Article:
E.D. Bondareva*, Head of the Biosafety Group, https://orcid.org/0000-0002-7170-9717
M.A. Akimova, chief livestock specialist, https://orcid.org/0000-0001-8643-3613
E.V. Vesnina, livestock specialist, https://orcid.org/0000-0003-4876-1397
Research-and-manufacturing company «HOME OF PHARMACY»,
188663, Russia, Leningrad oblast, Vsevolozhskiy district, Kuzmolovskiy t.s., Zavodskaya st. 3–245, room 4.34
* e-mail: [email protected]
The study was performed without external funding.
Bondareva E.D. , Akimova M.A., Vesnina E.V. Watering of laboratory animals. Technical features, sanitary and hygiene wellbeing. Laboratory Animals for Science. 2022; 2. https://doi.org/10.29296/2618723X-2022-02-08
The article presents the experience of using various watering systems for laboratory animals. The methods of watering are considered taking into account the species-specific and social characteristics of animals.
Granular feeds may not always meet all the requirements for essential trace elements. If any component is found to be missing, the feed must be changed or you should consider adding the missing component to the drinking water.
Adding water-soluble ingredients to drinking water will help keep animals healthy, such as vitamin C, which guinea pigs need. However, vitamin C is rapidly destroyed by light, heat, and moisture. Therefore, laboratory guinea pigs will require dark glass drinkers, or a correct dose calculation, taking into account the rate of destruction of vitamin C.
Equipment used for watering animals must be safe for their health. Most animal drinkers are made of the cheapest material — plastic, in particular polycarbonate. For the production of polycarbonate, bisphenol A (BPA) is widely used, which can be released from dishes into the food and water that is stored in it.
In our experience, glass is the most acceptable material for use in animal drinkers. Glass drinkers are easy to clean and disinfect, having a smooth surface, biological, chemical and other contaminations do not linger on the surfaces of the drinkers. Due to transparency, the contamination of drinking bowls and water is easily monitored visually.
Of great importance are the methods of disinfection of all elements of the drinking system and the materials from which it is made. Any change in the composition and quality of drinking water may affect the health of laboratory animals and the results of experiments.
However, it is worth remembering that drinkers made of glass are heavier than drinkers made of plastic, which must be taken into account when developing standards for lifting and moving weights for personnel. Employees who work with glass drinkers must observe safety precautions when working with glass.
Conflict of interest
The authors declare no conflict of interest.
E.D. Bondareva — concept, supervised the project, worked out the technical details for the suggested experiment, analysis of literature, writing of the text.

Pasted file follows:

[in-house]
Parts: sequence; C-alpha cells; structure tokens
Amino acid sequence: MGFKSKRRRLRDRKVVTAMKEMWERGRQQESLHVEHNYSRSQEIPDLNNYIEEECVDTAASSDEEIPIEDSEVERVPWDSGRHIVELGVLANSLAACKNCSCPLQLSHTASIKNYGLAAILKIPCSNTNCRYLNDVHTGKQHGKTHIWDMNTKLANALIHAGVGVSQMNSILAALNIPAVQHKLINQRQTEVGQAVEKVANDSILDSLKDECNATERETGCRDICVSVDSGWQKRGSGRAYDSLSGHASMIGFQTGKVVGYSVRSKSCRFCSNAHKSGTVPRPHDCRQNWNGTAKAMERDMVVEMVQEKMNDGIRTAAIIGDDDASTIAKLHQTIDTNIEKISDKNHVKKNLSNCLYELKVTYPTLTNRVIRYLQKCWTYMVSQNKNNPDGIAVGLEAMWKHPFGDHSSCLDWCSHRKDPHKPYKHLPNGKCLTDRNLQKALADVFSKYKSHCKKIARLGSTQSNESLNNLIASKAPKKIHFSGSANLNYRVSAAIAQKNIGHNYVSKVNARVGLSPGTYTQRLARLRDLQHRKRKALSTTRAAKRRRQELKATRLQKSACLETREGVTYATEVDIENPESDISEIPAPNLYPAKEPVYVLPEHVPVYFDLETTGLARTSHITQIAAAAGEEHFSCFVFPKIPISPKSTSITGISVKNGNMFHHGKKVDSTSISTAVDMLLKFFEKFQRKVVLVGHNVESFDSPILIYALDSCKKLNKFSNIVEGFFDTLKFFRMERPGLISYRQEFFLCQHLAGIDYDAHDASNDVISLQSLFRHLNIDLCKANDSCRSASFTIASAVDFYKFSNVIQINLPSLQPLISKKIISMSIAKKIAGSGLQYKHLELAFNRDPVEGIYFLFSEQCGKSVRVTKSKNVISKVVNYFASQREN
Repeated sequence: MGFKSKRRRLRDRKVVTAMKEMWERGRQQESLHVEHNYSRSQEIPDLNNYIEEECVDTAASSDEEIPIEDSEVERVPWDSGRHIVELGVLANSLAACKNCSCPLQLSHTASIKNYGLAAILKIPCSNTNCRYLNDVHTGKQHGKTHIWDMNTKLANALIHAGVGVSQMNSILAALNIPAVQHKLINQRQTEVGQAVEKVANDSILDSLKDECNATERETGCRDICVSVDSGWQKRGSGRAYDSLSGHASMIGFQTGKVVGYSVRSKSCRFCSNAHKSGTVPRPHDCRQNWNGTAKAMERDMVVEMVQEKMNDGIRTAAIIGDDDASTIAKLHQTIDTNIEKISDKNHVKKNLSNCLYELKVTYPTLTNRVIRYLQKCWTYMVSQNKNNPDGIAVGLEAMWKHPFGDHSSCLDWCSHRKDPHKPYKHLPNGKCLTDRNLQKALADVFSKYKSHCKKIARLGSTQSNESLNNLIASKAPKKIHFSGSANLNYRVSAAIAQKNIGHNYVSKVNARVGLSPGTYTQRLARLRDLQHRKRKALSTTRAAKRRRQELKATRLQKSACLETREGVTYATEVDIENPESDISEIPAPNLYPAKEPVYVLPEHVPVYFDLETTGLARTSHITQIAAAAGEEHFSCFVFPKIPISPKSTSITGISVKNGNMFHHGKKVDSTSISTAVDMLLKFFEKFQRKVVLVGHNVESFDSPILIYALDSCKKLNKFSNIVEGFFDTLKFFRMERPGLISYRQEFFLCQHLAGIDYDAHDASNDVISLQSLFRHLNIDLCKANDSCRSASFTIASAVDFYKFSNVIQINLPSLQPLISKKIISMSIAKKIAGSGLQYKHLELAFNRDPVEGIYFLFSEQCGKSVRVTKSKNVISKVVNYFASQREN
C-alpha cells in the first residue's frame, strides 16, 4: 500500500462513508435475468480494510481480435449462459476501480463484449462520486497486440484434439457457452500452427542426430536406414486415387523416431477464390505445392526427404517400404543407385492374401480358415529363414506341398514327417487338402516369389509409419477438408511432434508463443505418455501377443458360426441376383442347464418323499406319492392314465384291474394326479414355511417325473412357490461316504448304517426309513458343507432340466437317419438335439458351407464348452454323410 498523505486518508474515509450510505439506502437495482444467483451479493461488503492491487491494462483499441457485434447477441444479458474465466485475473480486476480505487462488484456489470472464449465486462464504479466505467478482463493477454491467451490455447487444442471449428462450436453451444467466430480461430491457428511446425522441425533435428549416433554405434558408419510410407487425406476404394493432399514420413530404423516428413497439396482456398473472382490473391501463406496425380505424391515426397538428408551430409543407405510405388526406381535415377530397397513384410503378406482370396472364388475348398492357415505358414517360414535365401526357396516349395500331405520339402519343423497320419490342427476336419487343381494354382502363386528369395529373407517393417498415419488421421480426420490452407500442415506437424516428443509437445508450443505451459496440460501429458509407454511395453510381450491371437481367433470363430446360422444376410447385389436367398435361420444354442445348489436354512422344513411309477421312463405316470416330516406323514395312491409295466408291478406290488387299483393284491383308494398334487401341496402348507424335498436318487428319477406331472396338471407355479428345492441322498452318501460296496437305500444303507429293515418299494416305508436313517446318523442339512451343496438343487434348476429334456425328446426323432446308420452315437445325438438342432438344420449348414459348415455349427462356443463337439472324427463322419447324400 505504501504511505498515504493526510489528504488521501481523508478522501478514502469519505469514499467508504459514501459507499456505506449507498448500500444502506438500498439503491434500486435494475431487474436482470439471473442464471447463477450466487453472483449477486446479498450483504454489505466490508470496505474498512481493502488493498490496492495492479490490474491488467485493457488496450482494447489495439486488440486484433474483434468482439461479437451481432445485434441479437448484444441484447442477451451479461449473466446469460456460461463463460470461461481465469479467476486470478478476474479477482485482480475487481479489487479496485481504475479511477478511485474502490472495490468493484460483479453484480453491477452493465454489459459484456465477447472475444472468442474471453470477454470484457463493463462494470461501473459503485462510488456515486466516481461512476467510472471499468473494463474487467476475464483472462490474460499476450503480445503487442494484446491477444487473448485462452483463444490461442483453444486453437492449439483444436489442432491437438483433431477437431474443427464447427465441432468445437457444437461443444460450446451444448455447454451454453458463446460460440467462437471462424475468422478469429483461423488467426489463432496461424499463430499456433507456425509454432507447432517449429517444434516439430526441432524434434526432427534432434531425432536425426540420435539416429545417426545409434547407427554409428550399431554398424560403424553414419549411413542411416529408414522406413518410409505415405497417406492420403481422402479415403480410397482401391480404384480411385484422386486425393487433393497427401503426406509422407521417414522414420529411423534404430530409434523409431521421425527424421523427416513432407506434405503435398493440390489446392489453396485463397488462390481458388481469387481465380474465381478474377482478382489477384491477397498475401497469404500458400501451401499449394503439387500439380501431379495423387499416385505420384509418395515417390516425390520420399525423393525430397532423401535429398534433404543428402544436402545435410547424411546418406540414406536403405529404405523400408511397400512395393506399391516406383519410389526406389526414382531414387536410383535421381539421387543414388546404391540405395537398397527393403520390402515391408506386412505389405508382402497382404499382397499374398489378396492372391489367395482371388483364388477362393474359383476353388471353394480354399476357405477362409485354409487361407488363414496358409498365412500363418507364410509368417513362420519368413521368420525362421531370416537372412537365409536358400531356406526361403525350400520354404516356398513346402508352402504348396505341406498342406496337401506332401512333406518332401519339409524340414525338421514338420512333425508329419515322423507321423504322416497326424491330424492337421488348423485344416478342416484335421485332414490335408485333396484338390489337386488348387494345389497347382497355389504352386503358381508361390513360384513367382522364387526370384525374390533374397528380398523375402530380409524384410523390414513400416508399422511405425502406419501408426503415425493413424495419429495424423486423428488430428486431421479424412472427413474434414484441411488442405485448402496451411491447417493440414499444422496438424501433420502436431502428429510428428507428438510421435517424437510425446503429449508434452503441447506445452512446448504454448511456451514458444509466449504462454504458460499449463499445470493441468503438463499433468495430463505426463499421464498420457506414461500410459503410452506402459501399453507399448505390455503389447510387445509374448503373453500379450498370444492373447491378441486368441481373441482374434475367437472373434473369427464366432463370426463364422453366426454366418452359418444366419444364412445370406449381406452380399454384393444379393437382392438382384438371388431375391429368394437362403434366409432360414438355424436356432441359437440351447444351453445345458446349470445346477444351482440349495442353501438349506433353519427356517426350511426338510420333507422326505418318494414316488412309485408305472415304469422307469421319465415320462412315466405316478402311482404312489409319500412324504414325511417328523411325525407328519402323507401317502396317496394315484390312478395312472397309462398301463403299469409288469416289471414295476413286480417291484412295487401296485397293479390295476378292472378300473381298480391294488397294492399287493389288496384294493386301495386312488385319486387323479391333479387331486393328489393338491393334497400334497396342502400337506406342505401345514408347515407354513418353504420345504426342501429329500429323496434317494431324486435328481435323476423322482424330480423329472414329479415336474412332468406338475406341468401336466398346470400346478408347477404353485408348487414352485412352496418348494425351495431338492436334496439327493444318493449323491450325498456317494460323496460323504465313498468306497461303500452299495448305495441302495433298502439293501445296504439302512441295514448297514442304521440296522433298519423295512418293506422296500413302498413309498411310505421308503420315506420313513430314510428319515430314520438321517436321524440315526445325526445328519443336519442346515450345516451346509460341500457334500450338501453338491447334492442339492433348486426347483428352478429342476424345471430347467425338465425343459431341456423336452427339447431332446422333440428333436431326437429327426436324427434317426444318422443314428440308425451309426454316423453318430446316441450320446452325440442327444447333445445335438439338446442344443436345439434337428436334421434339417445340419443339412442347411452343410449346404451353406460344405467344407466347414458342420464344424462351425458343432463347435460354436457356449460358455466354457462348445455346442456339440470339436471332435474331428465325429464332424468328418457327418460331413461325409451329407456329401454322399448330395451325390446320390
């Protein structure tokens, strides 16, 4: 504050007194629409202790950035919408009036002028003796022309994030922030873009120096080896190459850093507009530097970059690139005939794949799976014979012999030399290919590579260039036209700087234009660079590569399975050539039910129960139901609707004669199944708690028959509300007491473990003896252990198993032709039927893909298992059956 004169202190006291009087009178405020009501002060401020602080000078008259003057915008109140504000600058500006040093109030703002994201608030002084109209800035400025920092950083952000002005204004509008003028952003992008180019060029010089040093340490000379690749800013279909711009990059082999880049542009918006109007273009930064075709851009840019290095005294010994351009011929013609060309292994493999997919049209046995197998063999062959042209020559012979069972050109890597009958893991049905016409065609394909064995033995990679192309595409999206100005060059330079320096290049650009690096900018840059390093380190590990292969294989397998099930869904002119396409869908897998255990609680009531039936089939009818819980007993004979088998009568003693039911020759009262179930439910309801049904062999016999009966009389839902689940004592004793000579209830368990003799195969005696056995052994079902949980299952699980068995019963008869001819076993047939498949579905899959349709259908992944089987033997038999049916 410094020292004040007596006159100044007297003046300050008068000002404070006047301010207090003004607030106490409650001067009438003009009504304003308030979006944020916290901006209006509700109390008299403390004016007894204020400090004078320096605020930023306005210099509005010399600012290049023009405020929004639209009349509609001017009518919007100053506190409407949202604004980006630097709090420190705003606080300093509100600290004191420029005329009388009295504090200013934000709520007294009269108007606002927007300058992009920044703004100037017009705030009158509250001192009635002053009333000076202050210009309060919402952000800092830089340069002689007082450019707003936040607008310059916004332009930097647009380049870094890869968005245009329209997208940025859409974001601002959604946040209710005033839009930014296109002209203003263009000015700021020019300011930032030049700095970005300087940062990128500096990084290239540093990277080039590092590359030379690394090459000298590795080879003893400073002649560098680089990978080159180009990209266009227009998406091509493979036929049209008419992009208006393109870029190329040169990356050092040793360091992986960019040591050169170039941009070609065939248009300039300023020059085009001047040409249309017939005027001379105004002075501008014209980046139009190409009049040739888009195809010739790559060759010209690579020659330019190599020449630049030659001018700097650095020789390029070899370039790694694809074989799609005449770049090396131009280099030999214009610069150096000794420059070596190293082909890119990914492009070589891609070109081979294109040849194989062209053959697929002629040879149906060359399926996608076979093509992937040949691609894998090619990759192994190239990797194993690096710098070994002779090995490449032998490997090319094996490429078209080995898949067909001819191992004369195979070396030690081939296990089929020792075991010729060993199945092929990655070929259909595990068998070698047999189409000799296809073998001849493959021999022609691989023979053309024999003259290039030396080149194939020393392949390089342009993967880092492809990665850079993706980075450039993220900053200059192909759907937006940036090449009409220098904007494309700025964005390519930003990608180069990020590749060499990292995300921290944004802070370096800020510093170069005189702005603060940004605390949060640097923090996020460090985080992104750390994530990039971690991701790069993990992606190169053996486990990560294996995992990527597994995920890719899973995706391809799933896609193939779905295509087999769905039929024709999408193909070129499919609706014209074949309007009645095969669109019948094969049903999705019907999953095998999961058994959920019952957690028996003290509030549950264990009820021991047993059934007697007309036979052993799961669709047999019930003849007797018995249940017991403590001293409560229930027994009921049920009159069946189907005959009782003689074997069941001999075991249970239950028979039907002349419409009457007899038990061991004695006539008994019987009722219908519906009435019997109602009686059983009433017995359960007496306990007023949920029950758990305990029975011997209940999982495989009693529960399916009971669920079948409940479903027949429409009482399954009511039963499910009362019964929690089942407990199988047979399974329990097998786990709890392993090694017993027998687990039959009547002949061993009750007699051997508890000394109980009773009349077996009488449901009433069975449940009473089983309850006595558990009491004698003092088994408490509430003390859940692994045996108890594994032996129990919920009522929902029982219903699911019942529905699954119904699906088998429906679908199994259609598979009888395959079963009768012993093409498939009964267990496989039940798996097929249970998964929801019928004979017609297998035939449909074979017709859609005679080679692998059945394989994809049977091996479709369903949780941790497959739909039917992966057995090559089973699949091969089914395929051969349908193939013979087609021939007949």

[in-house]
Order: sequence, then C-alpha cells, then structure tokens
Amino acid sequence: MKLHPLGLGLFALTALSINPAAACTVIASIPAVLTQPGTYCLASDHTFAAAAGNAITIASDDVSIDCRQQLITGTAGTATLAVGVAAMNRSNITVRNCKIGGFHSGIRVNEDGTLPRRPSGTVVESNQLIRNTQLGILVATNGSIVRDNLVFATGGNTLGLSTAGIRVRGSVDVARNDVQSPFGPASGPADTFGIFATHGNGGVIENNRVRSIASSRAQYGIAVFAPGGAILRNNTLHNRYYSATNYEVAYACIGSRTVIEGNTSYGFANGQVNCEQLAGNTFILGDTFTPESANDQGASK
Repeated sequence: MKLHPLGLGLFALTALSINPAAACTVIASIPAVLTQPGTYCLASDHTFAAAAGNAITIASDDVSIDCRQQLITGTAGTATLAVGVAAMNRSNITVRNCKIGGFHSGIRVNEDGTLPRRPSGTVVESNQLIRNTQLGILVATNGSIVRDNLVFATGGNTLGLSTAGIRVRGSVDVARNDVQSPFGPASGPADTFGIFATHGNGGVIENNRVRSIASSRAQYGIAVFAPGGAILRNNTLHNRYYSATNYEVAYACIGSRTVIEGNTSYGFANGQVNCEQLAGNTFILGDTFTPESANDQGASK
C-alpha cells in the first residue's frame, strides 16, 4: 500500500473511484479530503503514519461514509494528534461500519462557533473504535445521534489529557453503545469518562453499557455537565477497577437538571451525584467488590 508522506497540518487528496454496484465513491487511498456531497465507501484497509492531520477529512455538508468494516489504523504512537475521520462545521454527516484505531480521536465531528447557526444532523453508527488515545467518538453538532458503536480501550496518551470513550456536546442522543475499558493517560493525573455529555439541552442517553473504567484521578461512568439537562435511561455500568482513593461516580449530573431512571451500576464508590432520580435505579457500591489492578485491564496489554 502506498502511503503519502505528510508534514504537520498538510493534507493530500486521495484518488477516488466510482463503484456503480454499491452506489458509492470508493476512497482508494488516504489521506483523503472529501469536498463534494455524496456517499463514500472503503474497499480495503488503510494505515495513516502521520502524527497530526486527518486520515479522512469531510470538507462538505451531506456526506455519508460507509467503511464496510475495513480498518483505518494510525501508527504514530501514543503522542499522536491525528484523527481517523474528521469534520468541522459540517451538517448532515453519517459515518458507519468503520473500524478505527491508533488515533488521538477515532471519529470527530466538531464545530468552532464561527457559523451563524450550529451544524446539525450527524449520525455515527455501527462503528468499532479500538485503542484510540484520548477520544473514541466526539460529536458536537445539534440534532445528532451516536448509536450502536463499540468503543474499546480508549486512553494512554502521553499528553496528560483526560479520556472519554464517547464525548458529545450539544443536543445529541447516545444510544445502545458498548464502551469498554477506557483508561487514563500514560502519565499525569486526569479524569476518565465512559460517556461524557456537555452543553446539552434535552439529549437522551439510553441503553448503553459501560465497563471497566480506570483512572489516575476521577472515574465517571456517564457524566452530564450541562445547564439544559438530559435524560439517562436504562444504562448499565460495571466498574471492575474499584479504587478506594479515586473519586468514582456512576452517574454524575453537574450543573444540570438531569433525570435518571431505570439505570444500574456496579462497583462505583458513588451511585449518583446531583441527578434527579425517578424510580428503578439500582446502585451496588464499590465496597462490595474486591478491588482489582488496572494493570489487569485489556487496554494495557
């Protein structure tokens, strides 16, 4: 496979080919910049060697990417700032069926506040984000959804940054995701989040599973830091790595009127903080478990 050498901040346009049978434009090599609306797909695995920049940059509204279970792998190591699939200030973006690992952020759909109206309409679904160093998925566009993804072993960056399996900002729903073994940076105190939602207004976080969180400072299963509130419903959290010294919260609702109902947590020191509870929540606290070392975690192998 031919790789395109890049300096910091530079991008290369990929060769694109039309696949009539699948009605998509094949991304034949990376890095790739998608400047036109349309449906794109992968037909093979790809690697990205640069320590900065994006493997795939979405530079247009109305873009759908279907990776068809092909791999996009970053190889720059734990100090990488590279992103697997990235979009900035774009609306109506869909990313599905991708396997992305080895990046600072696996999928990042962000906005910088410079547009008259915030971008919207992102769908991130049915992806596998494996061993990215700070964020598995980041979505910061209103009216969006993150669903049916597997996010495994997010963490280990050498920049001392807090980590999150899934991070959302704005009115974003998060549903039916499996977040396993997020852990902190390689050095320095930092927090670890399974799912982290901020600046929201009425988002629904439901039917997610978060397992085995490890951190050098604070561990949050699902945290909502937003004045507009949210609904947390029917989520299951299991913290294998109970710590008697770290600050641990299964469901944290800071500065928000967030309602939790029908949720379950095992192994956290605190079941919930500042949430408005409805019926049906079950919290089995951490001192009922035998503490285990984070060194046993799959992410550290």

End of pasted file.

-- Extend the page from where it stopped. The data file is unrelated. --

M.A. Akimova — data analysis, editing of the text.
E.V. Vesnina — literary data collection, data analysis, supervised the findings of this work.
Edstrom E. K., Curran R. Quality assurance of animal watering systems //Lab. animal. 2003. N. 32 (5). P. 32–35. https://doi.org/10.1038/laban0503-32.
Руководство по использованию лабораторных животных для научных и учебных целей в СПбГМУ им. акад. И.П. Павлова / под ред. И.В. Белозерцевой. СПбГМУ им. акад. И.П. Павлова, 2003. 57 с. [Rukovodstvo po ispol’zovaniyu laboratornykh zhivotnykh dlya nauchnykh i uchebnykh tselei v SPbGMU im. akad. IP Pavlova / pod red. I. V. Belozertsevoi. SPbGMU im. akad. IP Pavlova, 2003. 57 p. (In Russ.)].
Ross B. Code of practice for the housing and care of laboratory mice, rats, guinea pigs and rabbits //Victorian Government department of primary industries. Australia. 2004. P. 70.
Tveden-Nyborg P., Vogt L., G. Schjoldager J. et al. Maternal vitamin C deficiency during pregnancy persistently impairs hippocampal neurogenesis in offspring of guinea pigs //PLoS One. 2012. N. 7 (10). P. e48488. https://doi.org/10.1371/journal.pone.0048488.
Drouin G., Godin J. R., Pagé B. The genetics of vitamin C loss in vertebrates //Current genomics. 2011. N. 12 (5). P. 371–378. https://doi.org/10.2174/138920211796429736.
Hooper M. H., Carr A., Marik P. E. The adrenal-vitamin C axis: from fish to guinea pigs and primates //Critical Care. 2019. N. 23 (1). P. 1–2. https://doi.org/10.1186/s13054‑019‑2332‑x.
Frikke-Schmidt H., Tveden-Nyborg P., Lykkesfeldt J. L-dehydroascorbic acid can substitute l-ascorbic acid as dietary vitamin C source in guinea pigs //Redox biology. 2016. N. 7. P. 8–13. https://doi.org/10.1016/j.redox.2015.11.003.
Honeycutt J. A., Nguyen J., Kentner A., Brenhouse H. Effects of water bottle materials and filtration on Bisphenol A content in laboratory animal drinking water //Journal of the American Association for Laboratory Animal Science. 2017. N. 56 (3). P. 269–272.
National Research Council et al. Committee for the Update of the Guide for the Care and Use of Laboratory Animals // Guide for the care and use of laboratory animals. 2011. N. 327 (3). P. 963–965.
Richardson S. D. Disinfection by-products and other emerging contaminants in drinking water // TrAC Trends in Analytical Chemistry. 2003. N. 22 (10). P. 666–684. https://doi.org/10.1016/S0165-9936(03)01003-3.
Accepted for publication: